Capital Gain Tax

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In India the capital gains taxes are a type of direct tax. These are paid by both individual and institutional investors. These taxes are normally collected by the national government and the primary area of taxation is the capital gained from the sale of these assets.

The term capital gain primarily means the difference between the price at which a property was bought and one at which it was sold. The Indian government has now widened the definition of capital asset to include properties such as archeological property, paintings, drawings, and sculpture and similar art work.

The term capital gain also takes into consideration the profits made from transferring a capital asset and is categorized into long term and short term capital gains.

Long and Short Term Capital Gains Taxes in India



The long term capital gains taxes come into play when an asset is owned in excess of 3 years. In case of stocks and securities that are traded at well known stock exchanges and mutual funds, a time limit of 12 months is considered as long term.

If these assets are held for a lesser period they are subjected to the short term capital gains taxes. The long term capital gains are taxed at concession rates. However, in case of the short term capital gains the conventional rates for corporate income taxes are applied.

Collection of Capital Gains Taxes in India



The capital gains taxes are normally collected in the immediately next assessment year. These taxes are only collected if there are no exemptions as per the sections 54, 54ED, 54B, 54F, 54D, 54G, and 54EC. However, such a tax can only be implemented if the capital asset has been transferred by an assessee, and there has been a profit from the transaction.

The Section 2 (47) of the Income Tax Act states that for a transfer to be treated as a capital gain the previous owner must relinquish all the rights on the said property. If the property is used as a share it will be regarded as a capital gain as well.

Exemptions from Capital Gains Taxes - Section 54EC and Section 54


This section of the Income Tax Act states the exemptions that are provided in case of transfer of long term assets. Every assessee is eligible to receive exemptions as per this section, which differs from the exemptions provided under Section 54.

As per Section 54 the gains resulting after transferring a residential property are exempted from taxes if they are invested again in purchasing another one. However, these benefits are only provided to Hindu Undivided Families and individual tax payers.

If a tax payer wishes to avail the exemptions granted under the Section 54EC they need to invest the whole amount or certain part of their long term capital gains in a specified instrument. However, this needs to be done within a period of 6 months after the asset was transferred so that the assessee can claim an exemption.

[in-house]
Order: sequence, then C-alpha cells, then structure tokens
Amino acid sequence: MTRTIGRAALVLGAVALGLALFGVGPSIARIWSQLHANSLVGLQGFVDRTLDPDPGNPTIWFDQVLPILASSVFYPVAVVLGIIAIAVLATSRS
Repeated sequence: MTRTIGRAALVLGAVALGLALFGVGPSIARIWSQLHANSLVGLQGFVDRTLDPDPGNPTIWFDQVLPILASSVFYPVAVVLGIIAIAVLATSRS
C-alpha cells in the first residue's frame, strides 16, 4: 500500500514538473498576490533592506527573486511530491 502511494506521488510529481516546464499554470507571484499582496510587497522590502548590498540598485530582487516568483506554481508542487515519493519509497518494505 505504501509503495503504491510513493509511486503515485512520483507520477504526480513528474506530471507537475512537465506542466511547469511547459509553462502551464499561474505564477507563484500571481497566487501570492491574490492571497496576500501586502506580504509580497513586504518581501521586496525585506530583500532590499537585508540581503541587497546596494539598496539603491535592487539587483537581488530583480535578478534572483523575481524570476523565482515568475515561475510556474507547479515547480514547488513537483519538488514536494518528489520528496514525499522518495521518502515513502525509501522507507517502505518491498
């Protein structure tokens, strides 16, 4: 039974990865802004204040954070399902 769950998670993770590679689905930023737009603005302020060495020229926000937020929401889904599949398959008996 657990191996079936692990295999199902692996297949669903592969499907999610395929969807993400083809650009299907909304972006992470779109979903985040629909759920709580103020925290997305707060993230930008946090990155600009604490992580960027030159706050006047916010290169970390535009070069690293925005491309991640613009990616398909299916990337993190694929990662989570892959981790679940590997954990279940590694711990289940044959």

The exemptions are provided on the basis of the amount of profit invested or the expense incurred in acquiring that asset - the lower amount of the two is taken into consideration in these cases.

Corporate Capital Gains Taxes in India


These taxes are applicable for all domestic companies. The short term capital gains are normally subjected to basic rates applicable for income taxes. The rate for the long term capital gains varies between 10 and 20 percent.

Companies need to pay a tax of 15 percent on the short term gains made from selling units of equity based funds. Conversely, long term profits accrued from similar sources are not subjected to taxes.

Capital Gains Taxes for Foreign Institutional Investors


For the foreign institutional investors (FIIs) operating in India, the rate is 15.84 percent for short term capital gains that arise from transactions, which can be charged as per the Securities Transaction Tax.

In case of other short term capital gains, a rate of 31.67 percent is applied. For long term capital gains of the FIIs that are not subject to the Securities Transaction Tax the rate is 10.56%.

Saving Capital Gains Taxes


Tax payers can save their capital gains taxes by investing in bonds issued by any of the following entities:

  • National Bank for Agriculture and Rural Development (NABARD)
  • Rural Electrification Corporation (REC)
  • National Highway Authority of India (NHAI)
These bonds are provided on a tap basis, which means they are always available for sale. In case of the NABARD and NHAI bonds, tax payers can invest their long term capital gains. They also need to ensure that the minimum lock in period of these bonds is 3 years. The interest earned on these investments is taxable though.

Last Updated on 18/06/2012

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